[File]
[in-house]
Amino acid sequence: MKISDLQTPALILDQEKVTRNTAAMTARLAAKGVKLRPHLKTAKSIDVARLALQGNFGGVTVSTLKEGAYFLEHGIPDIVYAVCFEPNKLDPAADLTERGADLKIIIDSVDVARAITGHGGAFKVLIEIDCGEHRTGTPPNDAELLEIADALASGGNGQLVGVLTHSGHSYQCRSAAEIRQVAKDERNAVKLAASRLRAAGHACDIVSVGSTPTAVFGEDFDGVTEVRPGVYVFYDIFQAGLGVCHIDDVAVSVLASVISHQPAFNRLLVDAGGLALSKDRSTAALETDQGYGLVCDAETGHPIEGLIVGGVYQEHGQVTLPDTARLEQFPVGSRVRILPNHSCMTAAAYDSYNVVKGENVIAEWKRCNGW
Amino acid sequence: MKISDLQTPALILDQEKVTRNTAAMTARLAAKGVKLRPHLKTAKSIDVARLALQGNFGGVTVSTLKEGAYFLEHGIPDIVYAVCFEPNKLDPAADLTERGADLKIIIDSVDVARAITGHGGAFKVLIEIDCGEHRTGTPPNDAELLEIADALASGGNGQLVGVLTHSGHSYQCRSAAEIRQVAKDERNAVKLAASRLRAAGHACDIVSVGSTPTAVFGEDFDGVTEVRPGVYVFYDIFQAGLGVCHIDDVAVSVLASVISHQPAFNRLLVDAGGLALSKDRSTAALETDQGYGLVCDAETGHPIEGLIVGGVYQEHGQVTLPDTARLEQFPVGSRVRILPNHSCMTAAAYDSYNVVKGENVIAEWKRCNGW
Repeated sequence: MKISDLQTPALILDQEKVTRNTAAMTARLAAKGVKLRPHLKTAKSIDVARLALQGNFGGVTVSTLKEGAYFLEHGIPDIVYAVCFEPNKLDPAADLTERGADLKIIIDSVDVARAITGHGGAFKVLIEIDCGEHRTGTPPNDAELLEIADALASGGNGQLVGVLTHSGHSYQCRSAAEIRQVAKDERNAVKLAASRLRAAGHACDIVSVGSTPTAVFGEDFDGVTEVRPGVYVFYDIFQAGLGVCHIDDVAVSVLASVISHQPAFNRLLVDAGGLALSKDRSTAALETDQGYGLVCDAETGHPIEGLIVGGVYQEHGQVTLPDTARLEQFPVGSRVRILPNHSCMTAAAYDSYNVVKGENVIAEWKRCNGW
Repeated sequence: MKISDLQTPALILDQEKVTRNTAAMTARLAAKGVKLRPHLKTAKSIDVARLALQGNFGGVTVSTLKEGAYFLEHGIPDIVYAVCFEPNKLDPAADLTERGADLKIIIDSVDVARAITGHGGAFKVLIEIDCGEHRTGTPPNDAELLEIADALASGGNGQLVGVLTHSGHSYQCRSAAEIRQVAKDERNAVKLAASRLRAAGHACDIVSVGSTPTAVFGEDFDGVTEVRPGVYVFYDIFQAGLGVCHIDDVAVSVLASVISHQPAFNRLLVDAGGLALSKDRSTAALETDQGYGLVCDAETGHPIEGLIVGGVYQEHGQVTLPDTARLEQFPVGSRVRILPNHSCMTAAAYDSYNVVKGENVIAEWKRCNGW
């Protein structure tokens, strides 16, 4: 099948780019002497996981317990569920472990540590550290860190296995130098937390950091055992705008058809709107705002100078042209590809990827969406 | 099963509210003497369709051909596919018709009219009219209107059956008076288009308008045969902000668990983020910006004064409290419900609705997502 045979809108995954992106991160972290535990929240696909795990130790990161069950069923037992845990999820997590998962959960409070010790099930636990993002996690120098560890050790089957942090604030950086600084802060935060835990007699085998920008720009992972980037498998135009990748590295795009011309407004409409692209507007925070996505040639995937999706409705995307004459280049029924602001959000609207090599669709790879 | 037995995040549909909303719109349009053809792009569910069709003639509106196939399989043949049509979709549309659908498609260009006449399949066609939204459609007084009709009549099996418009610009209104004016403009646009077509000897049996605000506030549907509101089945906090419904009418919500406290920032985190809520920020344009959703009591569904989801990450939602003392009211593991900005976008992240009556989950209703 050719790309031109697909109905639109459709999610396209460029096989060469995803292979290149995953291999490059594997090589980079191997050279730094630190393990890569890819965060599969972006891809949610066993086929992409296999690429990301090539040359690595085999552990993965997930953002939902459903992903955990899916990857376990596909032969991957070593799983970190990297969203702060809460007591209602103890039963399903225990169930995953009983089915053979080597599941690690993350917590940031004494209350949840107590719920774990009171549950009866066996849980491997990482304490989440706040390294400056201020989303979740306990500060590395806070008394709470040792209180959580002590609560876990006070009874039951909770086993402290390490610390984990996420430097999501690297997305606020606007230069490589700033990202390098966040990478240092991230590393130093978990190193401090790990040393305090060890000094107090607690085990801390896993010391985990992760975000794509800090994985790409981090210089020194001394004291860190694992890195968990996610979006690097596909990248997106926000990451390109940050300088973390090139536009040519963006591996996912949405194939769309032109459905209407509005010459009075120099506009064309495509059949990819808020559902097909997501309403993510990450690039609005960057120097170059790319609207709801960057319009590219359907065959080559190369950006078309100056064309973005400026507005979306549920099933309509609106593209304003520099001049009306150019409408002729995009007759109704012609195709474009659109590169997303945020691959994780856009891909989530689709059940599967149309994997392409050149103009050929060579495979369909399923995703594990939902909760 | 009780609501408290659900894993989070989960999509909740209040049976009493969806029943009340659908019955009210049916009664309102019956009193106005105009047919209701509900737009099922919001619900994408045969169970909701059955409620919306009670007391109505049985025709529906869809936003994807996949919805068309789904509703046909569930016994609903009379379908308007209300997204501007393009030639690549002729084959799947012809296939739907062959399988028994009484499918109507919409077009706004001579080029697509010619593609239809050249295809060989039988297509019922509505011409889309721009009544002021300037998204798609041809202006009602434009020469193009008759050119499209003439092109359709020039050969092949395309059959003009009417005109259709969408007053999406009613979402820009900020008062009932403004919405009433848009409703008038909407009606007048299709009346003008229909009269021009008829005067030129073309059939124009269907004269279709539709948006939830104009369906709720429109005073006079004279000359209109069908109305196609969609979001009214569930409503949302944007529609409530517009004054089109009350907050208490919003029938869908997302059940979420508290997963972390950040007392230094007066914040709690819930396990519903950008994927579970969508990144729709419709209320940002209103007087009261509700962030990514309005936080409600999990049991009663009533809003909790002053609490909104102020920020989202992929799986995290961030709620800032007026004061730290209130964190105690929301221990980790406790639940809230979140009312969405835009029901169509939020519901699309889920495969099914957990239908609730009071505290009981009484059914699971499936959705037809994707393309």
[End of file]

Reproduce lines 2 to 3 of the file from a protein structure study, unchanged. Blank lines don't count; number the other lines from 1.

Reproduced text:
Amino acid sequence: MKISDLQTPALILDQEKVTRNTAAMTARLAAKGVKLRPHLKTAKSIDVARLALQGNFGGVTVSTLKEGAYFLEHGIPDIVYAVCFEPNKLDPAADLTERGADLKIIIDSVDVARAITGHGGAFKVLIEIDCGEHRTGTPPNDAELLEIADALASGGNGQLVGVLTHSGHSYQCRSAAEIRQVAKDERNAVKLAASRLRAAGHACDIVSVGSTPTAVFGEDFDGVTEVRPGVYVFYDIFQAGLGVCHIDDVAVSVLASVISHQPAFNRLLVDAGGLALSKDRSTAALETDQGYGLVCDAETGHPIEGLIVGGVYQEHGQVTLPDTARLEQFPVGSRVRILPNHSCMTAAAYDSYNVVKGENVIAEWKRCNGW
Amino acid sequence: MKISDLQTPALILDQEKVTRNTAAMTARLAAKGVKLRPHLKTAKSIDVARLALQGNFGGVTVSTLKEGAYFLEHGIPDIVYAVCFEPNKLDPAADLTERGADLKIIIDSVDVARAITGHGGAFKVLIEIDCGEHRTGTPPNDAELLEIADALASGGNGQLVGVLTHSGHSYQCRSAAEIRQVAKDERNAVKLAASRLRAAGHACDIVSVGSTPTAVFGEDFDGVTEVRPGVYVFYDIFQAGLGVCHIDDVAVSVLASVISHQPAFNRLLVDAGGLALSKDRSTAALETDQGYGLVCDAETGHPIEGLIVGGVYQEHGQVTLPDTARLEQFPVGSRVRILPNHSCMTAAAYDSYNVVKGENVIAEWKRCNGW